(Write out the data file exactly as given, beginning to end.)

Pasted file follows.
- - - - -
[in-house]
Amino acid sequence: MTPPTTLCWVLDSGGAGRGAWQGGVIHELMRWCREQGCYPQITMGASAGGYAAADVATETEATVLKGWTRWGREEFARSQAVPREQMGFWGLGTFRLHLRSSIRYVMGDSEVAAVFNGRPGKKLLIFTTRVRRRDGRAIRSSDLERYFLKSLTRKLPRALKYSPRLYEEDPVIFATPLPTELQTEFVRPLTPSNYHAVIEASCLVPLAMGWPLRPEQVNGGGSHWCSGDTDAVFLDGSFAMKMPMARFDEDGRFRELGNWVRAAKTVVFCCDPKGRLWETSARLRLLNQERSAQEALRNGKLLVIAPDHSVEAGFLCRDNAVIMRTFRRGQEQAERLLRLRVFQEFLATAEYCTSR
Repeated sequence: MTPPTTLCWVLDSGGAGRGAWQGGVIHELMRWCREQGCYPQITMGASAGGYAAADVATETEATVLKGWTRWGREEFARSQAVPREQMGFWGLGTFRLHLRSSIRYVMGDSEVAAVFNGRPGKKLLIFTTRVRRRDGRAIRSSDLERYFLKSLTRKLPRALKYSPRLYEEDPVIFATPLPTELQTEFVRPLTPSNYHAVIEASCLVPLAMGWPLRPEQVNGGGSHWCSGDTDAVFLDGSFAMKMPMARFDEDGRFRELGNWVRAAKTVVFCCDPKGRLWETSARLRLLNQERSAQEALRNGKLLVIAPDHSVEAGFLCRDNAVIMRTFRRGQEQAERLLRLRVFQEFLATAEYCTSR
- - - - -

[in-house]
Amino acid sequence: MTPPTTLCWVLDSGGAGRGAWQGGVIHELMRWCREQGCYPQITMGASAGGYAAADVATETEATVLKGWTRWGREEFARSQAVPREQMGFWGLGTFRLHLRSSIRYVMGDSEVAAVFNGRPGKKLLIFTTRVRRRDGRAIRSSDLERYFLKSLTRKLPRALKYSPRLYEEDPVIFATPLPTELQTEFVRPLTPSNYHAVIEASCLVPLAMGWPLRPEQVNGGGSHWCSGDTDAVFLDGSFAMKMPMARFDEDGRFRELGNWVRAAKTVVFCCDPKGRLWETSARLRLLNQERSAQEALRNGKLLVIAPDHSVEAGFLCRDNAVIMRTFRRGQEQAERLLRLRVFQEFLATAEYCTSR
Repeated sequence: MTPPTTLCWVLDSGGAGRGAWQGGVIHELMRWCREQGCYPQITMGASAGGYAAADVATETEATVLKGWTRWGREEFARSQAVPREQMGFWGLGTFRLHLRSSIRYVMGDSEVAAVFNGRPGKKLLIFTTRVRRRDGRAIRSSDLERYFLKSLTRKLPRALKYSPRLYEEDPVIFATPLPTELQTEFVRPLTPSNYHAVIEASCLVPLAMGWPLRPEQVNGGGSHWCSGDTDAVFLDGSFAMKMPMARFDEDGRFRELGNWVRAAKTVVFCCDPKGRLWETSARLRLLNQERSAQEALRNGKLLVIAPDHSVEAGFLCRDNAVIMRTFRRGQEQAERLLRLRVFQEFLATAEYCTSR